The Swing State of Ohio Might Finally Be Getting a Photo Voter ID Law

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A group of Republican lawmakers in Ohio will introduce a bill in the Ohio House next week that will require a driver's license, state ID card, passport, or military ID in order to cast a ballot in person in the state.

"This is a bill which I believe is very important for the state of Ohio for the sanctity of our election system, for the sanctity of making sure that it is one person, one vote and they are in fact residents and citizens of the United States,” said Andrew Brenner (R-Powell), the primary sponsor of the bill, in a press conference this week.

The bill is similar to one that was introduced last year that died in committee. Under current law Ohioans can show a variety of forms of ID when voting that do not include a photo including utility bills, bank statements, or government checks.

Under the proposed legislation, the state would provide, at no charge, a state ID to anyone who cannot afford one. Rep. Brenner told PJ Media that even though there could be 40,000 people a year who qualify for free ID cards, "The most it would cost the state is $150,000, according to the [Legislative Service Commission] analysis. That's really a drop in the bucket to secure our elections."

Brenner said they're also considering adding a provision that would pay for birth certificates for those who cannot afford them. "If someone needs a birth certificate and they're indigent, we may also have the state pay for that so there will be absolutely no excuse for anybody not getting a photo ID," he said.

He disputed claims by critics who say voter fraud is non-existent in the state and pointed to a report released earlier this year by Secretary of State Jon Husted that identified more than 400 non-citizens who were registered to vote in Ohio, 44 of whom had cast ballots. In addition, several instances of voter fraud have led to indictments in Hamilton County, while nearly 100 cases of double voting were discovered in the Columbus area in recent years.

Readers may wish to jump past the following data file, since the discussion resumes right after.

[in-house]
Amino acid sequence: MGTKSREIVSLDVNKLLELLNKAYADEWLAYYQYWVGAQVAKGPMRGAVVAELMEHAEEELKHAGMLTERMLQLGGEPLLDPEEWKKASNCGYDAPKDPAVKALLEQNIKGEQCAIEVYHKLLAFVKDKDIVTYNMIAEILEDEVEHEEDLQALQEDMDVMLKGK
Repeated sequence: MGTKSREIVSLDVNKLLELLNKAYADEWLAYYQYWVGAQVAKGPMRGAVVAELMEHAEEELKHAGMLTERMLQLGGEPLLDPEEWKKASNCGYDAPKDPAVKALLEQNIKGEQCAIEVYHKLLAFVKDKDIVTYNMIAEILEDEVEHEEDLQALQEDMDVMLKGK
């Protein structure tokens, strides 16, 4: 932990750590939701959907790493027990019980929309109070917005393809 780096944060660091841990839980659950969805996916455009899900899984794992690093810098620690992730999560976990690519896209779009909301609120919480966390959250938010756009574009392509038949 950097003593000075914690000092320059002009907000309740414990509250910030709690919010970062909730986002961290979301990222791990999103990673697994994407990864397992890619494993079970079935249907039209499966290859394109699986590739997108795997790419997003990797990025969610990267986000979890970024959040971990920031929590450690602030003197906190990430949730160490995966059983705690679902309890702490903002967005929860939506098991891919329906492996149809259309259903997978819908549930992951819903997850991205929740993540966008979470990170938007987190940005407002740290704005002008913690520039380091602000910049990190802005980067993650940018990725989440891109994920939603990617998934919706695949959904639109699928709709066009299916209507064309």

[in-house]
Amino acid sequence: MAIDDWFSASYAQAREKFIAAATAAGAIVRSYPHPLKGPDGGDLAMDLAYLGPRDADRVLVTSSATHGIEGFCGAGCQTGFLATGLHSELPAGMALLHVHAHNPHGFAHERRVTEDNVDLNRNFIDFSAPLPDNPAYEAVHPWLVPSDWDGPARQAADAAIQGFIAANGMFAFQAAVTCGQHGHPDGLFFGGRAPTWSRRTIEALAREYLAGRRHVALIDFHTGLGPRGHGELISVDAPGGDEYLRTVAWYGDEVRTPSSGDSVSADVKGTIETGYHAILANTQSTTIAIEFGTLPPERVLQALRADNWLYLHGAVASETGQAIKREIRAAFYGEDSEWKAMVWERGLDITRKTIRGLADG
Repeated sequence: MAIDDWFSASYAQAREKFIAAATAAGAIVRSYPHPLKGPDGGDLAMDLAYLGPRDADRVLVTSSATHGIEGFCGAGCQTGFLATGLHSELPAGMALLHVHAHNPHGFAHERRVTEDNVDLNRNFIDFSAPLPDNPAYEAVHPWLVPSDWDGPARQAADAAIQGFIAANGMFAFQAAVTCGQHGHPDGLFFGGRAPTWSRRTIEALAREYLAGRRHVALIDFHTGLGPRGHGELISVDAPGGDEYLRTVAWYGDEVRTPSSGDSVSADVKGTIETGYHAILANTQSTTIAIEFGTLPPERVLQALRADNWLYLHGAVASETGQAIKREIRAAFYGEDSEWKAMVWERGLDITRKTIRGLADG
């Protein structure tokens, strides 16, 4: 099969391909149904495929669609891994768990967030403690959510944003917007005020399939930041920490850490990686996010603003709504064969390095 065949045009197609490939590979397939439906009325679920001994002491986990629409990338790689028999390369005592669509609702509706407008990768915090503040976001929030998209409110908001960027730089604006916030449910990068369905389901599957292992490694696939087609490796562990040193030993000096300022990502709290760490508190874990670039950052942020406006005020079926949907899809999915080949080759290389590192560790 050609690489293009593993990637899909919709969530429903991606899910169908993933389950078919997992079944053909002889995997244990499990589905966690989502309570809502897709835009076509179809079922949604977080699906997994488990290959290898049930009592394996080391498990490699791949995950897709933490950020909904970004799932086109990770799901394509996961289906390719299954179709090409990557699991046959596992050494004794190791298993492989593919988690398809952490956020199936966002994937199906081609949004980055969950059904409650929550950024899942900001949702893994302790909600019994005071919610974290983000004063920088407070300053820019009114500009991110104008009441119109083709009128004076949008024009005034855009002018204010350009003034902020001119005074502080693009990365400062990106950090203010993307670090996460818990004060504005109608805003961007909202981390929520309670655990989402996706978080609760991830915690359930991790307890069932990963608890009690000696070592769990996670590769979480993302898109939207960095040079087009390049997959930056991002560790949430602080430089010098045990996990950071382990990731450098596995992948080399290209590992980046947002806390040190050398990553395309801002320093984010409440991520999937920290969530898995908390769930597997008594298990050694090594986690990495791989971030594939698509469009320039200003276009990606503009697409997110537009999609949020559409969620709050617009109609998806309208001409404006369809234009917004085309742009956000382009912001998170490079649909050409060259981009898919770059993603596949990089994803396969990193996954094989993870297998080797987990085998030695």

Brenner also said that the photo ID law will help to address the problem of non-resident college students voting in Ohio. "They're impacting some local governments and local decision making on either levies or other issues and yet they're not going to live there permanently," said Brenner. "And we don't know if these college students are voting in both locations because there's no way to track them. They could theoretically be voting absentee in their home state and living here in Ohio and voting here as well."

Gov. Kasich recently used his line-item veto to eliminate an item in the highway budget that would have made it harder for out-of-state students to vote in Ohio. Kasich, who is contemplating a presidential run, suggested in 2011 that he might sign a photo ID bill, but has since rebranded himself as a centrist who avoids contentious fights with Democrats, so it would be difficult to imagine him wading into a battle over voter ID with the distraction of a presidential campaign on his mind (even though he would stand to benefit from greater integrity in Ohio's elections). Secretary of State Husted opposed a photo ID requirement in previous legislative sessions, but since that time has been an outspoken advocate of identifying illegal voters.

Brenner said the bill currently has 23 co-sponsors and he expects a few more to sign on before the bill is filed next week.